The distinction between public and private – where the line is drawn and how it is sometimes inverted, the ways that it is embraced or contested – says much about a culture. Media have been used to enable, define and police the shifting line between the two, so it is not surprising that the history of media change to some extent maps the history of these domains. Media in Transition 8 takes up the question of the shifting nature of the public and private at a moment of unparalleled connectivity, enabling new notions of the socially mediated public and unequalled levels of data extraction thanks to the quiet demands of our Kindles, iPhones, televisions and computers. While this forces us to think in new ways about these long established categories, in fact the underlying concerns are rooted in deep historical practice. MiT8 considers the ways in which specific media challenge or reinforce certain notions of the public or the private and especially the ways in which specific “texts” dramatize or imagine the public, the private and the boundary between them. It takes as its foci three broad domains: personal identity, the civic (the public sphere) and intellectual property.
Reality television and confessional journalism have done much to invert the relations between private and public. But the borders have long been malleable. Historically, we know that camera-armed Kodakers and telephone party lines threatened the status quo of the private; that the media were complicit in keeping from the public FDR’s disability and the foibles of the ruling elite; and that paparazzi and celebrities are strategically intertwined in the game of publicity. How have the various media played these roles (and represented them), and how is the issue changing at a moment when most of our mediated transactions leave data traces that not only redefine the borders of the private, but that serve as commodities in their own right?
The public, too, is a contested space. Edmund Burke’s late 18th century invocation of the fourth estate linked information flow and political order, anticipating aspects of Habermas’s public sphere. From this perspective, trends such as a siege on public service broadcasting, a press in decline, and media fragmentation on the rise, all ring alarm bells. Yet WikiLeaks and innovative civic uses of media suggest a sharp countertrend. What are the fault lines in this struggle? How have they been represented in media texts, enacted through participants and given form in media policy? And what are we to make of the fate of a public culture in a world whose media representations are increasingly on-demand, personalized and algorithmically-designed to please?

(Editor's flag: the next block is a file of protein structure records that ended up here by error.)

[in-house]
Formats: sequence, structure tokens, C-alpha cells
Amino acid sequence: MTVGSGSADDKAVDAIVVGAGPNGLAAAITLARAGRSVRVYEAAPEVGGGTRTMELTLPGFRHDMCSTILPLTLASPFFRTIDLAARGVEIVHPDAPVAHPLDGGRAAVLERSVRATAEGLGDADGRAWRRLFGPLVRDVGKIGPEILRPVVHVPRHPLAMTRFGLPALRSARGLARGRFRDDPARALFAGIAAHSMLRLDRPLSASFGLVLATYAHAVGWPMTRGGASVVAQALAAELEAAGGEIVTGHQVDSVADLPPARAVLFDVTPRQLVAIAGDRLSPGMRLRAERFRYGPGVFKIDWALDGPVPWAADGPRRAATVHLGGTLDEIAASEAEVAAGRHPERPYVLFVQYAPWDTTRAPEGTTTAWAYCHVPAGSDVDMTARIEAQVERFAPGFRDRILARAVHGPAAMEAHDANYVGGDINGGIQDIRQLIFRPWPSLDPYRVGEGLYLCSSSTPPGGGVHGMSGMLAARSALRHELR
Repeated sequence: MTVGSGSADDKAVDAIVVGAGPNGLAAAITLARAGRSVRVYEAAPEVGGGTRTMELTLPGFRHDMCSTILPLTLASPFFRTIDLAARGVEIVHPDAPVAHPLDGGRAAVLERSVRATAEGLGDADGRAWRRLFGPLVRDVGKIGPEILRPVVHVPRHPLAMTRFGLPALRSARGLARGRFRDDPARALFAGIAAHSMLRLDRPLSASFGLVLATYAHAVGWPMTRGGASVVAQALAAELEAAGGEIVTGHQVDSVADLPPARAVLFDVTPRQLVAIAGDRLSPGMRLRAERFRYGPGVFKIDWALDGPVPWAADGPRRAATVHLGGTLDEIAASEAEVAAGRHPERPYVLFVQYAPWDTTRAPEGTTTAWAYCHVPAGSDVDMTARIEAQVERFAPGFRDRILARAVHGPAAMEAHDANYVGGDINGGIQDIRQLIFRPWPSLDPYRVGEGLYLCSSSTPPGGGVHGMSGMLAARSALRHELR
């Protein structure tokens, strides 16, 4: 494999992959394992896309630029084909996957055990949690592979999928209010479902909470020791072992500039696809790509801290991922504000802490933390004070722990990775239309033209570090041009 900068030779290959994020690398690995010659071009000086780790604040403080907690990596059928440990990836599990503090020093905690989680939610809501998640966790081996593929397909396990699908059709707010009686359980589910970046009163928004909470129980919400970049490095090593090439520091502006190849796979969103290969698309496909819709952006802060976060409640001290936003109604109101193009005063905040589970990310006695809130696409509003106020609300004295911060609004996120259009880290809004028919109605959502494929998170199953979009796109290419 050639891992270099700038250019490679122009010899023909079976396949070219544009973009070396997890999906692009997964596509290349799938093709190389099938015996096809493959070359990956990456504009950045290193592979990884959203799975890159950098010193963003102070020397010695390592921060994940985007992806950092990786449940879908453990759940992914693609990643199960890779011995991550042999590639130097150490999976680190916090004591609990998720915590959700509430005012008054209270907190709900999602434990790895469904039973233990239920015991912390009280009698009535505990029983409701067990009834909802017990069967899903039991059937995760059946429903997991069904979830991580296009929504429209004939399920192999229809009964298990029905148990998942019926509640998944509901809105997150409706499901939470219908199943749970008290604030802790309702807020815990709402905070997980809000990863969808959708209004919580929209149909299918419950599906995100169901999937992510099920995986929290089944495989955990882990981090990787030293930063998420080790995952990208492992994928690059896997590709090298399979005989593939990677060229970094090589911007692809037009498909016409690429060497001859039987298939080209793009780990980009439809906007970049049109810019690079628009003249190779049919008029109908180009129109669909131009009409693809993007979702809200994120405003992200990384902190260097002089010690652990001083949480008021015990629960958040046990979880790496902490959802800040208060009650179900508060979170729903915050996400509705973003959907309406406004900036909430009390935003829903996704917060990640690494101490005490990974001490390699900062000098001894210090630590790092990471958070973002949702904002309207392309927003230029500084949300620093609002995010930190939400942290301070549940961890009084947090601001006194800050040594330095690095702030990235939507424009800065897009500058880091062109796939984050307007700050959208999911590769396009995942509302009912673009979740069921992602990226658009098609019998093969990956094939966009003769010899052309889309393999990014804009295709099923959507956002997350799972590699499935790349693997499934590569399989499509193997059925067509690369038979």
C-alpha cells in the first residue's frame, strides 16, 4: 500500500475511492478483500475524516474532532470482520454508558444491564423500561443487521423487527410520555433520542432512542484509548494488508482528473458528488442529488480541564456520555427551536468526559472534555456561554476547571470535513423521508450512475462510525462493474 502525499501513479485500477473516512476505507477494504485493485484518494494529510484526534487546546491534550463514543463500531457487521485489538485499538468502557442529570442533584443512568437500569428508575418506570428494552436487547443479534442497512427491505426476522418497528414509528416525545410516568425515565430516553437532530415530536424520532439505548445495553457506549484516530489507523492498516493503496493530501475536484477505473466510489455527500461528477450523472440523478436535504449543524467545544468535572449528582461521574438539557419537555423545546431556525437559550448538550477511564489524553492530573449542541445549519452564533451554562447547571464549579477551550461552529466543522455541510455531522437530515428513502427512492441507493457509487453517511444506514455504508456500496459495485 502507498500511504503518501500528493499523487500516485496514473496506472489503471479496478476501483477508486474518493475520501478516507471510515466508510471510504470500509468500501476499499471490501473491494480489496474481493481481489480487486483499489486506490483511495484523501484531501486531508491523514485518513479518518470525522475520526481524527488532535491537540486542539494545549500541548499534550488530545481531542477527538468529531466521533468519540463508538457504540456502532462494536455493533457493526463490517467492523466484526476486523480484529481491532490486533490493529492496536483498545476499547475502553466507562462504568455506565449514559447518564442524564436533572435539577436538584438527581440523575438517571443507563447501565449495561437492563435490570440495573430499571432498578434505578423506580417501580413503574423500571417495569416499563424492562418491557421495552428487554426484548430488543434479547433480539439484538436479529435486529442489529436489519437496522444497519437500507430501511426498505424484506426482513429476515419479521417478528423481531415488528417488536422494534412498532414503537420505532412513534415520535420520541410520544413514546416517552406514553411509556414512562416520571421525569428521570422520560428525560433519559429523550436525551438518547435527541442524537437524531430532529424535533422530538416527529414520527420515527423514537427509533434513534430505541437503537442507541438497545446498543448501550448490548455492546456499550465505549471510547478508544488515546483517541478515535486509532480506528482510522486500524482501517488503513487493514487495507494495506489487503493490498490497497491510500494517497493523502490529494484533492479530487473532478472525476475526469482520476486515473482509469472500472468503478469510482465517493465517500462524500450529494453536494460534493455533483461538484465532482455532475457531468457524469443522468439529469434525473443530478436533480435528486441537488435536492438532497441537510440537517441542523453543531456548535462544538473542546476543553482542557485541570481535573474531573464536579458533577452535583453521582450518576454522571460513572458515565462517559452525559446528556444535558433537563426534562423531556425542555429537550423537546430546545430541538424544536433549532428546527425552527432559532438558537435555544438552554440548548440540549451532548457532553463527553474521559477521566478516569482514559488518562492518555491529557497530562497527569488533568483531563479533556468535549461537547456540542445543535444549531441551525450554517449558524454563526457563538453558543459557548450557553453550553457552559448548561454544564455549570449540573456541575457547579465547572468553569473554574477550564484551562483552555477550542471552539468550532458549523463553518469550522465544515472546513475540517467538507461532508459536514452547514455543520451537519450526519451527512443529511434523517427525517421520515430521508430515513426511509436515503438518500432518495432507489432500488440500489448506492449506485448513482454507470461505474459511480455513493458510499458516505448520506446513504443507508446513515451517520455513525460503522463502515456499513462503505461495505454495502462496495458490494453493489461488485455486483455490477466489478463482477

Finally, MiT8 is also concerned with the private-public rift that appears most frequently in struggles over intellectual property (IP). Ever-longer terms of IP protection combined with a shift from media artifacts (like paper books) to services (like e-journals) threaten long-standing practices such as book lending (libraries) and raise thorny questions about cultural access. Social media sites, powered by users, often remain the private property of corporations, akin to the public square’s replacement by the mall, and once-public media texts, like certain photographic and film collections, have been re-privatized by an array of institutions. These undulations in the private and public have implications for our texts (remix culture), our access to them, and our activities as audiences; but they also have a rich history of contestation, evidenced in the copybook and scrapbook, compilation film, popular song and the open source and creative commons movement.
MiT8 encourages a broad approach to these issues, with specific attention to textual practice, users, policy and cultural implications. As usual, we encourage work from across media forms and across historical periods and cultural regions.
Possible topics include:
- Media traces: cookies, GPS data, TiVo and Kindle tracking
- The paradoxes of celebrity and the public persona
- Representing the anxieties of the private in film, tv, literature
- MMORPGs / identities / virtual publics
- The spatial turn in media: private consumption in public places
- Historical media panics regarding the private-public divide
- When cookies shape content, what happens to the public?
- Creative commons and the new public sphere
- Big data and privacy
- Party lines and two-way radio: amplifying the private
- The fate of public libraries in the era of digital services
- Methodologies of internet and privacy studies
- Creative commons, free software, and the new public sphere
- Public and civic WiFi access to the internet
- Surveillance, monitoring and their (dis)contents
Submit an Abstract and Short Bio
Short abstracts for papers should be about 250 words in a PDF or Word format and should be sent as email attachments to email@example.com no later than Friday, March 1, 2013. Please include a short (75 words or fewer) biographical statement.
We will be evaluating submissions on a rolling basis beginning in November and will respond to every proposal.
Include a Short Bibliography
For this year’s conference, we recommend that you include a brief bibliography of no more than one page in length with your abstract and bio.
Proposals for Full Panels
Proposals for full panels of three or four speakers should include a panel title and separate abstracts and bios for each speaker. Anyone proposing a full panel should recruit a moderator.
Submit a Full Paper